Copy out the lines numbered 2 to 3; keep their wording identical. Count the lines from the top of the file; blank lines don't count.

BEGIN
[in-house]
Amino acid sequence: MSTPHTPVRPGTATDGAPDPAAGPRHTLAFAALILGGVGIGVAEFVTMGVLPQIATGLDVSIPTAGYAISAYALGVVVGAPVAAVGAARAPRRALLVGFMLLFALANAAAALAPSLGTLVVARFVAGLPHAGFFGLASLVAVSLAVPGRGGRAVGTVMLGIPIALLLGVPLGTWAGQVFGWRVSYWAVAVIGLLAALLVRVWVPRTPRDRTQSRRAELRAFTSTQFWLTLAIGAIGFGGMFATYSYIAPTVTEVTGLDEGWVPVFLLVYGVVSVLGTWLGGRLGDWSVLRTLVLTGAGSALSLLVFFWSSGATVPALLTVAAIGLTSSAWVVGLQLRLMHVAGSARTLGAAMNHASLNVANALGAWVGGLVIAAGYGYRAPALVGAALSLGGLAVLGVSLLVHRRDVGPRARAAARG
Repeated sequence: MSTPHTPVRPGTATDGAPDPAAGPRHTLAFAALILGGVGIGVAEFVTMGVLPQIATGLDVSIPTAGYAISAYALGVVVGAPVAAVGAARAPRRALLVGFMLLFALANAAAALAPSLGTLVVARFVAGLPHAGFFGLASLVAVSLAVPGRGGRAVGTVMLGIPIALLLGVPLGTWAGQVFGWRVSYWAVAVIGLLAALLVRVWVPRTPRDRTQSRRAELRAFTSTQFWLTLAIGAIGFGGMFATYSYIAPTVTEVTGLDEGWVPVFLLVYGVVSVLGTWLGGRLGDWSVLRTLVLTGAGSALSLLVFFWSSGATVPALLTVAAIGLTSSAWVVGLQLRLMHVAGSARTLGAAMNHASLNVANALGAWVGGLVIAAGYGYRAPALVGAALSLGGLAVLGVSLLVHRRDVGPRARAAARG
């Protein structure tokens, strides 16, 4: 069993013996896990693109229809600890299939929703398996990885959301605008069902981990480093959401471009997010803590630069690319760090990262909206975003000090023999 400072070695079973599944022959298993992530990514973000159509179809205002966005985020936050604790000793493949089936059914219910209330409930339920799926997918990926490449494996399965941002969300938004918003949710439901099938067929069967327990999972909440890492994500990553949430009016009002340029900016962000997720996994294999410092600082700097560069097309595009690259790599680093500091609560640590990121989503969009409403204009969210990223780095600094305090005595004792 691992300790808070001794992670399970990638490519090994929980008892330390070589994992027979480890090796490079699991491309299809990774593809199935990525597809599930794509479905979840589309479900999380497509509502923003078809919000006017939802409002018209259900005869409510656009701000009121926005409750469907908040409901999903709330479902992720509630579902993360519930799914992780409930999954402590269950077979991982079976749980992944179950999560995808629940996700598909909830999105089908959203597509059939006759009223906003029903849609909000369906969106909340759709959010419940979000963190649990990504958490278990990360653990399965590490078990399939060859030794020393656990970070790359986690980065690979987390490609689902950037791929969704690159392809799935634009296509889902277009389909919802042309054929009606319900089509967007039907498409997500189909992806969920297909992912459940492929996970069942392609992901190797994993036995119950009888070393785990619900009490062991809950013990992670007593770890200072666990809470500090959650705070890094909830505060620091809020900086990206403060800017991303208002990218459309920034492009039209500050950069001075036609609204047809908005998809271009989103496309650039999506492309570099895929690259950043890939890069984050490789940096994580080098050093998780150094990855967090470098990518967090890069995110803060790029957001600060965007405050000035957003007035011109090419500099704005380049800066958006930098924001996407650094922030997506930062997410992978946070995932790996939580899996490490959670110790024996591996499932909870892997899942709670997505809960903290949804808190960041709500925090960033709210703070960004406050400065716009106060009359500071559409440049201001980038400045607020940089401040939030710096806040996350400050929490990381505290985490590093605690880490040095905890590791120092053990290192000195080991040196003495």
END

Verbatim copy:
Amino acid sequence: MSTPHTPVRPGTATDGAPDPAAGPRHTLAFAALILGGVGIGVAEFVTMGVLPQIATGLDVSIPTAGYAISAYALGVVVGAPVAAVGAARAPRRALLVGFMLLFALANAAAALAPSLGTLVVARFVAGLPHAGFFGLASLVAVSLAVPGRGGRAVGTVMLGIPIALLLGVPLGTWAGQVFGWRVSYWAVAVIGLLAALLVRVWVPRTPRDRTQSRRAELRAFTSTQFWLTLAIGAIGFGGMFATYSYIAPTVTEVTGLDEGWVPVFLLVYGVVSVLGTWLGGRLGDWSVLRTLVLTGAGSALSLLVFFWSSGATVPALLTVAAIGLTSSAWVVGLQLRLMHVAGSARTLGAAMNHASLNVANALGAWVGGLVIAAGYGYRAPALVGAALSLGGLAVLGVSLLVHRRDVGPRARAAARG
Repeated sequence: MSTPHTPVRPGTATDGAPDPAAGPRHTLAFAALILGGVGIGVAEFVTMGVLPQIATGLDVSIPTAGYAISAYALGVVVGAPVAAVGAARAPRRALLVGFMLLFALANAAAALAPSLGTLVVARFVAGLPHAGFFGLASLVAVSLAVPGRGGRAVGTVMLGIPIALLLGVPLGTWAGQVFGWRVSYWAVAVIGLLAALLVRVWVPRTPRDRTQSRRAELRAFTSTQFWLTLAIGAIGFGGMFATYSYIAPTVTEVTGLDEGWVPVFLLVYGVVSVLGTWLGGRLGDWSVLRTLVLTGAGSALSLLVFFWSSGATVPALLTVAAIGLTSSAWVVGLQLRLMHVAGSARTLGAAMNHASLNVANALGAWVGGLVIAAGYGYRAPALVGAALSLGGLAVLGVSLLVHRRDVGPRARAAARG